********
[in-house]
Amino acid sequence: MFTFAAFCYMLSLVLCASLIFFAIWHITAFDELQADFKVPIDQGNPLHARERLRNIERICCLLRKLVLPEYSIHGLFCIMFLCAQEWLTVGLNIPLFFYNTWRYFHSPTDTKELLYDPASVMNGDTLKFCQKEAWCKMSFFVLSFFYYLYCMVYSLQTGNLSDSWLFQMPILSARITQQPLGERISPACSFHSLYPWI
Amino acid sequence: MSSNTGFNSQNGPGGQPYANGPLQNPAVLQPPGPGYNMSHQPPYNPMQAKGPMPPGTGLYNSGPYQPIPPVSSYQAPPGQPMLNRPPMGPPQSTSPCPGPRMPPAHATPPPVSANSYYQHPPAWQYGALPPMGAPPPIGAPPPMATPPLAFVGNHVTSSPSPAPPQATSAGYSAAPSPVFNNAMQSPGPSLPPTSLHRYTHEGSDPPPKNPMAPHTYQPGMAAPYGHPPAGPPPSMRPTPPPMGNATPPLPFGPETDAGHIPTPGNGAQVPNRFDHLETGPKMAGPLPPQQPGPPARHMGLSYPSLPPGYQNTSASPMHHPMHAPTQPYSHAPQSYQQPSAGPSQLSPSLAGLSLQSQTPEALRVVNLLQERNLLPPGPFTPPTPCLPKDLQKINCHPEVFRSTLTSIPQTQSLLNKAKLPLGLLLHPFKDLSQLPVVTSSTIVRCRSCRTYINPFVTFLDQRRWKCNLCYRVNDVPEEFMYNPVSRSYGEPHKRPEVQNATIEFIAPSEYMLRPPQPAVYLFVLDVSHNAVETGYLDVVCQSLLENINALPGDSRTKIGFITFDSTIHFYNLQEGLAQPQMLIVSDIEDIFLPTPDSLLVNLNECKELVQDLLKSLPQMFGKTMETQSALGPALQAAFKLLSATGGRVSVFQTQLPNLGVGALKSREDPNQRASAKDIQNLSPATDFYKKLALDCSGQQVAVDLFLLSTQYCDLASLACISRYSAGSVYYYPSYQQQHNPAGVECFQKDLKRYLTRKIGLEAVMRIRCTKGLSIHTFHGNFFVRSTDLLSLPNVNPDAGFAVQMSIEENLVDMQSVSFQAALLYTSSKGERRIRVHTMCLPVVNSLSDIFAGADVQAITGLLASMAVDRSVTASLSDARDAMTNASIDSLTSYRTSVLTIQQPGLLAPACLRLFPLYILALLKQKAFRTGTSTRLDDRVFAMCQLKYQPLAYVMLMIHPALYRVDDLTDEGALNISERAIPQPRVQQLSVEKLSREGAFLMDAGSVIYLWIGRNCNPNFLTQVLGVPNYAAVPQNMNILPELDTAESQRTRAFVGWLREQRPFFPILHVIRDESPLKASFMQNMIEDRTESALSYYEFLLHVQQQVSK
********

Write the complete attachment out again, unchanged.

[in-house]
Amino acid sequence: MFTFAAFCYMLSLVLCASLIFFAIWHITAFDELQADFKVPIDQGNPLHARERLRNIERICCLLRKLVLPEYSIHGLFCIMFLCAQEWLTVGLNIPLFFYNTWRYFHSPTDTKELLYDPASVMNGDTLKFCQKEAWCKMSFFVLSFFYYLYCMVYSLQTGNLSDSWLFQMPILSARITQQPLGERISPACSFHSLYPWI
Amino acid sequence: MSSNTGFNSQNGPGGQPYANGPLQNPAVLQPPGPGYNMSHQPPYNPMQAKGPMPPGTGLYNSGPYQPIPPVSSYQAPPGQPMLNRPPMGPPQSTSPCPGPRMPPAHATPPPVSANSYYQHPPAWQYGALPPMGAPPPIGAPPPMATPPLAFVGNHVTSSPSPAPPQATSAGYSAAPSPVFNNAMQSPGPSLPPTSLHRYTHEGSDPPPKNPMAPHTYQPGMAAPYGHPPAGPPPSMRPTPPPMGNATPPLPFGPETDAGHIPTPGNGAQVPNRFDHLETGPKMAGPLPPQQPGPPARHMGLSYPSLPPGYQNTSASPMHHPMHAPTQPYSHAPQSYQQPSAGPSQLSPSLAGLSLQSQTPEALRVVNLLQERNLLPPGPFTPPTPCLPKDLQKINCHPEVFRSTLTSIPQTQSLLNKAKLPLGLLLHPFKDLSQLPVVTSSTIVRCRSCRTYINPFVTFLDQRRWKCNLCYRVNDVPEEFMYNPVSRSYGEPHKRPEVQNATIEFIAPSEYMLRPPQPAVYLFVLDVSHNAVETGYLDVVCQSLLENINALPGDSRTKIGFITFDSTIHFYNLQEGLAQPQMLIVSDIEDIFLPTPDSLLVNLNECKELVQDLLKSLPQMFGKTMETQSALGPALQAAFKLLSATGGRVSVFQTQLPNLGVGALKSREDPNQRASAKDIQNLSPATDFYKKLALDCSGQQVAVDLFLLSTQYCDLASLACISRYSAGSVYYYPSYQQQHNPAGVECFQKDLKRYLTRKIGLEAVMRIRCTKGLSIHTFHGNFFVRSTDLLSLPNVNPDAGFAVQMSIEENLVDMQSVSFQAALLYTSSKGERRIRVHTMCLPVVNSLSDIFAGADVQAITGLLASMAVDRSVTASLSDARDAMTNASIDSLTSYRTSVLTIQQPGLLAPACLRLFPLYILALLKQKAFRTGTSTRLDDRVFAMCQLKYQPLAYVMLMIHPALYRVDDLTDEGALNISERAIPQPRVQQLSVEKLSREGAFLMDAGSVIYLWIGRNCNPNFLTQVLGVPNYAAVPQNMNILPELDTAESQRTRAFVGWLREQRPFFPILHVIRDESPLKASFMQNMIEDRTESALSYYEFLLHVQQQVSK